The Spencer Tiara     Image via The Order of Splendor
Time Magazine, as well as other outlets, has put forth the Spencer Tiara as a candidate as it would be a sentimental nod to Princess Diana who wore it on her wedding day to Prince Charles in 1981.  The tiara is a historic piece from the Spencer family and was worn at the weddings of both of Diana's older sisters and by her sister-in-law Victoria Aitken.
The Spencer Tiara seen from left with: Lady Jane Spencer, Lady Sarah Spencer, Princess Diana, and the former Victoria, Countess Spencer       Image via The Royal Watcher
It has seen many a wedding, which in itself is not such a bad thing but it is the property of Princess Diana's brother, Charles the 9th Earl Spencer which could add a wrinkle.  Since it is the 9th Earl's property the royal couple and the British Royal Family would have no control over its later use and exhibition which could prove unseemly.  In addition, the 9th Earl has five daughters of his own who will likely lay claim to use of the tiara for their respective wedding days down the road.

Since the Duke and Duchess of Cambridge's union and subsequent children, Prince Harry and Meghan Markle will not be "main line" royals in the strictest sense.  Meaning there is little likelihood that Prince Harry would ever been King.  The Queen Mother and especially Queen Elizabeth II have been very forward thinking about the core collection of jewels, consolidating them for the working Royals of the main line, making loans of some pieces and purchasing others as outright gifts, thus ensuring that historic pieces will remain for the use of the current monarch.  Such was the case when Princess Margaret wed Anthony Armstong-Jones in 1960.  Princess Margaret at this point was no longer "main line" and already had use of many historic pieces as a young woman, therefore instead of something leaving the core collection the decision was made to buy her a tiara.  Thus enters the Poltimore Tiara.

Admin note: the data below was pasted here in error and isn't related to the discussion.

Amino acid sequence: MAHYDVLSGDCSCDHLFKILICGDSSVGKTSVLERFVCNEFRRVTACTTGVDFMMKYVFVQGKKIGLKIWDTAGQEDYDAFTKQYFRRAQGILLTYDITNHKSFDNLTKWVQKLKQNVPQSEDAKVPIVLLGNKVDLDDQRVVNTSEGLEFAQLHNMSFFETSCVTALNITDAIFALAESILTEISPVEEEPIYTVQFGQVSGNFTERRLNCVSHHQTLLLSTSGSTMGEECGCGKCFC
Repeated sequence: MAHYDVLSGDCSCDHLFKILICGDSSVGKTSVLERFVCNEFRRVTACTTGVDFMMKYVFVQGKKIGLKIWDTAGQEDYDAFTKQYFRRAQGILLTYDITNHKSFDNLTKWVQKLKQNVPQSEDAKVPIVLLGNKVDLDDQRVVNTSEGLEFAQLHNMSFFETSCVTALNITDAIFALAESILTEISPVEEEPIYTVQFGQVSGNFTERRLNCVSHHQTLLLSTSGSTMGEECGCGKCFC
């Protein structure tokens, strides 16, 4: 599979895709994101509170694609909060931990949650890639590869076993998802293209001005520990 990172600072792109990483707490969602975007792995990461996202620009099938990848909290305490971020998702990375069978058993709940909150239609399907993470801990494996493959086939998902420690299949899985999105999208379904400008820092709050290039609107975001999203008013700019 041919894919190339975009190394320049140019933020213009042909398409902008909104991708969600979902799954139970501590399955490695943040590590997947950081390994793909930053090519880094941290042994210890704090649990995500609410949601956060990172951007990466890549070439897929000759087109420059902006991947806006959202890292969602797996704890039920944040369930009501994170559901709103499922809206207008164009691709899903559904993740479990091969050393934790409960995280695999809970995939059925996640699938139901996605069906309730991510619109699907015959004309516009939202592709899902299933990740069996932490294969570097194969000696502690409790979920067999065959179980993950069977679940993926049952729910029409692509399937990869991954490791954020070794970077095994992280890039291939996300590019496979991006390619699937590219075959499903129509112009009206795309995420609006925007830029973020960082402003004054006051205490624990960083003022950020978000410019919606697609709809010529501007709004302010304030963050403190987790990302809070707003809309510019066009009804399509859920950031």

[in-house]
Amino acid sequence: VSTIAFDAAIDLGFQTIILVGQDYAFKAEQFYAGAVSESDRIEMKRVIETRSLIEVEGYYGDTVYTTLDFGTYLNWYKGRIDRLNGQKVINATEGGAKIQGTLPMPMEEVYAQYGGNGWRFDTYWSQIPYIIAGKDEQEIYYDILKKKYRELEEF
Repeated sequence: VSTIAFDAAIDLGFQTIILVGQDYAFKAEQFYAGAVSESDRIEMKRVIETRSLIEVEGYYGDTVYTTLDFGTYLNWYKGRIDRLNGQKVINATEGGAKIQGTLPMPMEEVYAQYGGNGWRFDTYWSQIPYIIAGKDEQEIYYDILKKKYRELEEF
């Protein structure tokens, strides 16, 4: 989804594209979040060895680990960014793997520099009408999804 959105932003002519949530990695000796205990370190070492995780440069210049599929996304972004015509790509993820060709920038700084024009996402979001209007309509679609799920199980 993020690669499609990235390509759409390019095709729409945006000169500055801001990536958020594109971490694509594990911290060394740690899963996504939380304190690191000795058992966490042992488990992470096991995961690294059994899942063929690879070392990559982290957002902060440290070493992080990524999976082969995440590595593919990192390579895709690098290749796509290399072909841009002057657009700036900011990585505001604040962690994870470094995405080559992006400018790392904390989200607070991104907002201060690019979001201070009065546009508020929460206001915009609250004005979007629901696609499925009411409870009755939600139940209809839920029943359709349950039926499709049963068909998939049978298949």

Princess Margaret and Anthony Armstrong-Jones on their wedding day   Image via Country Life
The tiara is a Victorian piece by the then court jeweler Garrard dating to the 1870s.  You can read more about its history here as it was sold at Christie's for a whopping $1.7M along with the rest of Princess Margaret's estate in 2006.
The Poltimore Tiara       Image via Tiara Mania
Similarly, when Queen Elizabeth's son, Prince Andrew, wed Sarah Ferguson in 1986 the decision was made to purchase a tiara rather than have one leave the core collection.  Thus enters the York Diamond Tiara.
Prince Andrew and Sarah Ferguson on their wedding day      Image via the Daily Mail
Again the Queen purchased a Garrard piece, this time a tiara with scrolling foliage surmounted by a brilliant cut diamond.
The York Diamond Tiara        Image via The Royal Order of Sartorial Splendor
The tiara was a fixture in Sarah's brief career as a royal and was last seen publicly in 2001.  Perhaps we shall see it again when her daughter, Princess Eugenie, weds later this fall.